President Joe Biden unveiled a $1.9 trillion coronavirus plan to turn the tide on the pandemic, speeding up the vaccine rollout and providing financial help to individuals, states and local governments and businesses struggling with the prolonged economic fallout. The plan was proposed in a January 14 speech, just days prior to Biden being sworn in as President on January 20.
Called the “American Rescue Plan,” the legislative proposal would meet Biden’s goal of administering 100 million vaccines by the 100th day of his administration, while advancing his objective of reopening most schools by the spring. On a parallel track, it would deliver another round of aid to stabilize the economy while the public health effort seeks the upper hand on the pandemic.
It includes $1,400 checks for most Americans, which on top of $600 provided in the most recent COVID-19 bill would bring the total to the $2,000 that Biden has called for. The plan would also extend a temporary boost in unemployment benefits and a moratorium on evictions and foreclosures through September.
And it includes increasing the minimum wage to $15 an hour, expanding paid leave for workers and increasing tax credits for families with children. The last item would make it easier for women to go back to work, which in turn would help the economy recover.
The emergency legislation would be paid for with borrowed money, adding to trillions in debt the government has already incurred to confront the pandemic. Biden says the additional spending and borrowing is necessary to prevent the economy from sliding into an even deeper hole. Interest rates are low, making debt more manageable.
Biden has long held that economic recovery is inextricably linked with controlling the coronavirus. “Our work begins with getting COVID under control,” he declared in his victory speech. “We cannot repair the economy, restore our vitality or relish life’s most precious moments until we get it under control.”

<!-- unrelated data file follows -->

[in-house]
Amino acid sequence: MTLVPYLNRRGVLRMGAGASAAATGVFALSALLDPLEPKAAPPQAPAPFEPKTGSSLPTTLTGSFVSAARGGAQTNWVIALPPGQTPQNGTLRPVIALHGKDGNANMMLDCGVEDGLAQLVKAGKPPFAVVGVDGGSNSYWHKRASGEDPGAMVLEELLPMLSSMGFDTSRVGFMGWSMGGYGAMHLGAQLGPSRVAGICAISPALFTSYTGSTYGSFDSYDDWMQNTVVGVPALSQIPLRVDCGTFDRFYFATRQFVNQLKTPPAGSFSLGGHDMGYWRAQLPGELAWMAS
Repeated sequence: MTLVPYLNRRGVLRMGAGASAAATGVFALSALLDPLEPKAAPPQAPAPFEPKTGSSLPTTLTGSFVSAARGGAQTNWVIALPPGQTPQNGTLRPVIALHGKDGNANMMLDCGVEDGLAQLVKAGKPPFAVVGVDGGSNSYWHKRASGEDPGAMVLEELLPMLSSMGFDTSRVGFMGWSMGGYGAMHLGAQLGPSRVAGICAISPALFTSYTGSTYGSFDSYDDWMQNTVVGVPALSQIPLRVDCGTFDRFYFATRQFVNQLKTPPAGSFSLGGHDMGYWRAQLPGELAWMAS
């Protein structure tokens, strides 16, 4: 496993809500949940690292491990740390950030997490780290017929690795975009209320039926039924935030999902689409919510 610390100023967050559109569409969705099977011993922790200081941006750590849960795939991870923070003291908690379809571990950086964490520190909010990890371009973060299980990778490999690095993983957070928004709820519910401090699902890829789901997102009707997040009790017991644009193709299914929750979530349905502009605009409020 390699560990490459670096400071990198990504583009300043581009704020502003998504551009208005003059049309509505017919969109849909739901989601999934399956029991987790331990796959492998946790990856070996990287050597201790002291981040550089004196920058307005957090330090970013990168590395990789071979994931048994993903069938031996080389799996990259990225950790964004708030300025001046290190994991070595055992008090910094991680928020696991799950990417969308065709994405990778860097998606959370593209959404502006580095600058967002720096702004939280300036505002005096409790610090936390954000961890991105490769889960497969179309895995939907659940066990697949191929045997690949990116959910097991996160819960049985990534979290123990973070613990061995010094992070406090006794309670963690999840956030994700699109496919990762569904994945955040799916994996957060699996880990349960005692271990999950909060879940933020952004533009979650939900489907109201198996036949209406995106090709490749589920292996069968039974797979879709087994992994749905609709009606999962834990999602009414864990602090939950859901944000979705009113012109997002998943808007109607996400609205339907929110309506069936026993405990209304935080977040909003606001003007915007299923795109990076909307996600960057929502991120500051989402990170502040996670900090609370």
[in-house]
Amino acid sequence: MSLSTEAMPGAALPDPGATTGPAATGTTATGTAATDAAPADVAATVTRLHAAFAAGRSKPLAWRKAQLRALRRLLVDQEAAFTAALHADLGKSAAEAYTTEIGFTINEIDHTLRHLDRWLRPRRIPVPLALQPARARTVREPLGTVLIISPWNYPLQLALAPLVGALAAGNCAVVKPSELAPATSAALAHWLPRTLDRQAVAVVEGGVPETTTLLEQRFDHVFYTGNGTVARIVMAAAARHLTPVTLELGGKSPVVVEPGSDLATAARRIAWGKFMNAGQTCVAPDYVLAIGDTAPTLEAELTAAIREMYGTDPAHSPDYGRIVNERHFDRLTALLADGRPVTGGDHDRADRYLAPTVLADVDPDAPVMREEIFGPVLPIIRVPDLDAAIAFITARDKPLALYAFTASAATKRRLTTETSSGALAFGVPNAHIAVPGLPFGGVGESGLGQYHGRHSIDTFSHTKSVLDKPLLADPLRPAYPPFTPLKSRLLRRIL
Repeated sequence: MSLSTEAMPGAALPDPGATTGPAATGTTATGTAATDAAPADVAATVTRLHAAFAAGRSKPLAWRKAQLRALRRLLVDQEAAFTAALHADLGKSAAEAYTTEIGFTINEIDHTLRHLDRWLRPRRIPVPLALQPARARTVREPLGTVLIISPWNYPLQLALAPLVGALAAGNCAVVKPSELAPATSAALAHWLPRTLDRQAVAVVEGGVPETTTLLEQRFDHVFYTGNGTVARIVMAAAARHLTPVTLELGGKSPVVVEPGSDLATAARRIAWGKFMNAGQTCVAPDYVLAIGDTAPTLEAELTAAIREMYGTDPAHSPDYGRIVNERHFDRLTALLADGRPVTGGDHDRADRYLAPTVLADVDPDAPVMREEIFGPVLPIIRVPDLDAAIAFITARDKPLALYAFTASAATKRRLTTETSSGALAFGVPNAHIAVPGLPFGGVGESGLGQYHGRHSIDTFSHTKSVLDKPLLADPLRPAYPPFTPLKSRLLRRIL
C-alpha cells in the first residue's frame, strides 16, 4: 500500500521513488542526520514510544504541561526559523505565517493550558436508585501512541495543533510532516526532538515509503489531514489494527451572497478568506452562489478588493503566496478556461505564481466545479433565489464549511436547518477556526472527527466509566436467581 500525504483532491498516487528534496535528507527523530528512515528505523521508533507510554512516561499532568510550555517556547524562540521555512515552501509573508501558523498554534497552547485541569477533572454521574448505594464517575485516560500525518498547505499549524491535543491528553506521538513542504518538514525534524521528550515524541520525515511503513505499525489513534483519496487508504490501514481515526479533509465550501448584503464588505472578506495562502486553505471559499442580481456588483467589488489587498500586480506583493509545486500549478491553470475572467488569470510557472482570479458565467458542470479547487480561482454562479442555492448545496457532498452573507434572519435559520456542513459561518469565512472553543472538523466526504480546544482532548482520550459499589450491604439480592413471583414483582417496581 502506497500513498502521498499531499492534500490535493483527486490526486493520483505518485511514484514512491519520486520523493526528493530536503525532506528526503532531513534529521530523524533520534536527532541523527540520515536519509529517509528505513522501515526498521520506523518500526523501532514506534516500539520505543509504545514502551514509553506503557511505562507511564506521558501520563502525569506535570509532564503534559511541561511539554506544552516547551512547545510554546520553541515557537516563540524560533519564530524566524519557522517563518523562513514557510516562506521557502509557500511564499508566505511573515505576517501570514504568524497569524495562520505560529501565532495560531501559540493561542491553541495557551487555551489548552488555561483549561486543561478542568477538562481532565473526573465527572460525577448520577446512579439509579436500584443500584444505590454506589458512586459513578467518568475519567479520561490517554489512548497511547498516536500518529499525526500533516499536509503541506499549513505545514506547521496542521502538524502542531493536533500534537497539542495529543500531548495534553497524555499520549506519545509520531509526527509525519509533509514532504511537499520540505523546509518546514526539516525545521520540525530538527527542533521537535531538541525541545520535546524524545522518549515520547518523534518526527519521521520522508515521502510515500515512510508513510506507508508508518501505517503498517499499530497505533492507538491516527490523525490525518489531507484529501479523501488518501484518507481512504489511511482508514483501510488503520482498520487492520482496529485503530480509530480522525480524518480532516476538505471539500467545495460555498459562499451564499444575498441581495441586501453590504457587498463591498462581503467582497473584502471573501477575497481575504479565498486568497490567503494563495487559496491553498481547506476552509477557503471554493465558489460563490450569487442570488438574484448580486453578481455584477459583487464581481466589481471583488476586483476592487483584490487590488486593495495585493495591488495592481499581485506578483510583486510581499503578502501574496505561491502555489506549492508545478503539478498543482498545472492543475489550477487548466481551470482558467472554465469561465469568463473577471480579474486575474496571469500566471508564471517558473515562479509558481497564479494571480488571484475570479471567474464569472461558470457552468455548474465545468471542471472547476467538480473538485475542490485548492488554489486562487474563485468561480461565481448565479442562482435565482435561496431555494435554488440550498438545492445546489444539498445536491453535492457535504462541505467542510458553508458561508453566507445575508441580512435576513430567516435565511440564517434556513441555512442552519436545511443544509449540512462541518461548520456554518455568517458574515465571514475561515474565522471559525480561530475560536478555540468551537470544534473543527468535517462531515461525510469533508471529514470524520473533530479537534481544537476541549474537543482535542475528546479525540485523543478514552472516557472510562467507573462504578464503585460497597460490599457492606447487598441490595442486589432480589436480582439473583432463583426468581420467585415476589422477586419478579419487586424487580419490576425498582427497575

Under Biden’s plan, about $400 billion would go directly to combating the pandemic, while the rest is focused on economic relief and aid to states and localities.
About $20 billion would be allocated for a more disciplined focus on vaccination, on top of some $8 billion already approved by Congress. Biden has called for setting up mass vaccination centers and sending mobile units to hard-to-reach areas.
The plan provides $50 billion to expand testing, which is seen as key to reopening most schools by the end of the new administration’s first 100 days. About $130 billion would be allocated to help schools reopen without risking further contagion.
Throughout the plan, there’s a focus on ensuring that minority communities that have borne the brunt of the pandemic are not shortchanged on vaccines and treatments, aides said.
Biden is asking Americans to override their sense of pandemic fatigue and recommit to wearing masks, practicing social distancing and avoiding indoor gatherings, particularly larger ones.